The Alaska Governor’s Summit on Early Learning brought together over 150 Alaskans from a wide variety of sectors across the state to develop recommendations for Governor Sarah Palin’s early learning policy agenda.
Participants were asked to address these goals:
- All children, especially those most in need, have access to early literacy and learning opportunities in their home or in out-of-home settings;
- These services are coordinated; and
- Parents, grandparents, and extended family are engaged in young children’s learning with needed support, resources, and incentives.
After hearing from national speakers on early learning and economic development, brain research and early learning, and early learning public policy, and from Alaska leaders, participants broke into small groups and discussed how to create a System Infrastructure for early learning in Alaska, as well as how to provide early learning opportunities to children In the Home and in Programs Outside the Home. View Summit materials.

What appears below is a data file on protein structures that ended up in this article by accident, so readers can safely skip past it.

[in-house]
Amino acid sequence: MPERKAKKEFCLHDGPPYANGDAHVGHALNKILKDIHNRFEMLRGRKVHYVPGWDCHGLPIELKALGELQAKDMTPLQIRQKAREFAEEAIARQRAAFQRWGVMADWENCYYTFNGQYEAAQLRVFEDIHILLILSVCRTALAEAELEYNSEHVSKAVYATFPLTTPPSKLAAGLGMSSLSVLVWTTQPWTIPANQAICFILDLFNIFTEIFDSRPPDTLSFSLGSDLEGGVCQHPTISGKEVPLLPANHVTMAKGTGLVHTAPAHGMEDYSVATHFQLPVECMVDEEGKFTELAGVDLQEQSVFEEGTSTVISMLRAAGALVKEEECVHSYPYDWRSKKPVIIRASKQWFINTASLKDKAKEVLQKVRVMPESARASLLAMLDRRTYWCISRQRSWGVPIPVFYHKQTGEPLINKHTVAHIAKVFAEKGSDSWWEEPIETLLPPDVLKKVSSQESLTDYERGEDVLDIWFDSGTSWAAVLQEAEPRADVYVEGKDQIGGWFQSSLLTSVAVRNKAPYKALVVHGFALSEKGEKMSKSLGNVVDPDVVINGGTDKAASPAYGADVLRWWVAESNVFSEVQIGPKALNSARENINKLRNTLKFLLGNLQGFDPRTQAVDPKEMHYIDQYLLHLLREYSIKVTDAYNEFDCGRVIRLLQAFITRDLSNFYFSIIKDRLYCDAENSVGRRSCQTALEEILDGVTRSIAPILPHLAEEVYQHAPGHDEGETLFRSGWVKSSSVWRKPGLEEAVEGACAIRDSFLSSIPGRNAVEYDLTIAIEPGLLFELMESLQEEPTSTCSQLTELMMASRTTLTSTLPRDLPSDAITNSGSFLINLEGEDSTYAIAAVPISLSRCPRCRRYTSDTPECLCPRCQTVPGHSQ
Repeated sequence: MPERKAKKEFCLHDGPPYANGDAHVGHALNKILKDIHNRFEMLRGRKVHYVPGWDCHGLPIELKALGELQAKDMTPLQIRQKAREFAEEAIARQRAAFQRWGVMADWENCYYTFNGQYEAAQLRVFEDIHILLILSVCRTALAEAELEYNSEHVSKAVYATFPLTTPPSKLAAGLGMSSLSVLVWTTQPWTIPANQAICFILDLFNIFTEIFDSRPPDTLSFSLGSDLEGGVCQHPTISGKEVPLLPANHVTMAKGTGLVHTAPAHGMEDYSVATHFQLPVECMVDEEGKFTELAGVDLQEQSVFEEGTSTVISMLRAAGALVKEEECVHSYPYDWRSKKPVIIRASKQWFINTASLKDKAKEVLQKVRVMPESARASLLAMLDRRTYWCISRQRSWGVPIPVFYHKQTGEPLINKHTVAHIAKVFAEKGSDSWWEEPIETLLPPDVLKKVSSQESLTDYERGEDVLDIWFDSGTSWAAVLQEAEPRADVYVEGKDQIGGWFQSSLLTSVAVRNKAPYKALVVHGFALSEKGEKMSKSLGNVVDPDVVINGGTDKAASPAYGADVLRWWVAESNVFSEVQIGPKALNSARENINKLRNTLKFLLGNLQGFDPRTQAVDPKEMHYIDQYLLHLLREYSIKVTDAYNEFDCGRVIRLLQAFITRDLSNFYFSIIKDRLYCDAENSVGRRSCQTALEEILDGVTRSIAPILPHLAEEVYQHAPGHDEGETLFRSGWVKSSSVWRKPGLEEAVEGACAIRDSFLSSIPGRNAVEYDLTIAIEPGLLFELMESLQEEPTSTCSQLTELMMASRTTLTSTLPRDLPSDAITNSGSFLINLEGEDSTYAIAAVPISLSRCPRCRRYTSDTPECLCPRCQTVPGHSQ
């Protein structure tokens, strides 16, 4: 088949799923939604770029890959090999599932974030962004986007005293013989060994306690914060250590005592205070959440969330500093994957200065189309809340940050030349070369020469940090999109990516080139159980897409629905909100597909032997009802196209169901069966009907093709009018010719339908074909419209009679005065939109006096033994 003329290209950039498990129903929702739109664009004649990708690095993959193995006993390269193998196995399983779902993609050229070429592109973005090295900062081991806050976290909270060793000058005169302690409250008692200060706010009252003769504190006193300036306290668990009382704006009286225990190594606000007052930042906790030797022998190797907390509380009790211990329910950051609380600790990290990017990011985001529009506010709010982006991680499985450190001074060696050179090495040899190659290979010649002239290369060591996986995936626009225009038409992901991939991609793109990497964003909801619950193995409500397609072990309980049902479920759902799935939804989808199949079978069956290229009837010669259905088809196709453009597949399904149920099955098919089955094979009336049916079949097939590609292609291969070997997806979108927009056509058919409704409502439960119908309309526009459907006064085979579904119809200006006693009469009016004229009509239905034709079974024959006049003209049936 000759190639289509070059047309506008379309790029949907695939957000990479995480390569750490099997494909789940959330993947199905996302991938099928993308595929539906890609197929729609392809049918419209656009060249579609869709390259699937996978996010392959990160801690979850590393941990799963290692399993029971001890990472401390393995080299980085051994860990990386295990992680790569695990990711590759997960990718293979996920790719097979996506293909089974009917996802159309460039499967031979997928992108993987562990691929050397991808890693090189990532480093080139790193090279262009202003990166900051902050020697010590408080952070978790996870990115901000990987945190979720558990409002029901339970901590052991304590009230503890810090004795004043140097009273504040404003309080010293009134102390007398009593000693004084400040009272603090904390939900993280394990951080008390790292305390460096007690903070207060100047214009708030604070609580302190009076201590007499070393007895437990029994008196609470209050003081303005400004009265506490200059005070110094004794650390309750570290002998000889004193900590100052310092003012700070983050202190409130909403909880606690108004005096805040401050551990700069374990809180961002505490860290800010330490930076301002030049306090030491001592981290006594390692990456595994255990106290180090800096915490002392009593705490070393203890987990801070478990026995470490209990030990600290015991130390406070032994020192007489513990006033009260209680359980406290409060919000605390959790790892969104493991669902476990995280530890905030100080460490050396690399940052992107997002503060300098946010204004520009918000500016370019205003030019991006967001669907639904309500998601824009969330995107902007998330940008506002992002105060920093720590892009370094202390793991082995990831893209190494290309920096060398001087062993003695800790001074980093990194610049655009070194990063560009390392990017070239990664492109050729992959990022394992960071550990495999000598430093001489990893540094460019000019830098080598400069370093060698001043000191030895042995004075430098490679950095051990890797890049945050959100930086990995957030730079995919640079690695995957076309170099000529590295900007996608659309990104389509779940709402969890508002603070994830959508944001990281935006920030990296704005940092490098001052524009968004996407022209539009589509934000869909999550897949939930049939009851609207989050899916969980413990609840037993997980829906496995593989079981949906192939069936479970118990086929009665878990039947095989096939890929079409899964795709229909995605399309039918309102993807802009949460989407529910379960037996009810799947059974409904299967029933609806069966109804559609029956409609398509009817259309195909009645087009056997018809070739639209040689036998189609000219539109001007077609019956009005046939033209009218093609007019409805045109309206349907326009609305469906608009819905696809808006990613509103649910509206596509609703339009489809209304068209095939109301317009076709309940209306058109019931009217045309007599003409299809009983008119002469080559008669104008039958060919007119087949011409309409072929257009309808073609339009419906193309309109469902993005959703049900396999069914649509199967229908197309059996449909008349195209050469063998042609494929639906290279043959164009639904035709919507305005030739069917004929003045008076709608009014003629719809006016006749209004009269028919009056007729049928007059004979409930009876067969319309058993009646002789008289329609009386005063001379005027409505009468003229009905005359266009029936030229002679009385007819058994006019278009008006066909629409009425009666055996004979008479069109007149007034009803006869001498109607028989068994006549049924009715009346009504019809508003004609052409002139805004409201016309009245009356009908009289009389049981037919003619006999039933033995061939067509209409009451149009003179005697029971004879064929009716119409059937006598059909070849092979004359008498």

Their top recommendations include the following:
- Implement a voluntary Quality Rating and Improvement System (QRIS) which is a method to assess, improve, and communicate the level of quality in early care and education settings.
- Conduct a comprehensive public engagement campaign to inform parents, extended families, community members, and business about the economic and social “return on investment” in the early years and what they can do to support early learning
- Increase funding for Head Start to enable more low-income children to participate
- Increase the child care assistance reimbursement rates to help offset costs for eligible families and keep them in the work force.
- Increase the eligibility guidelines for child care assistance so more families can participate in the work force (addresses Goal A, and is a priority in the area of “Programs Outside the Home”)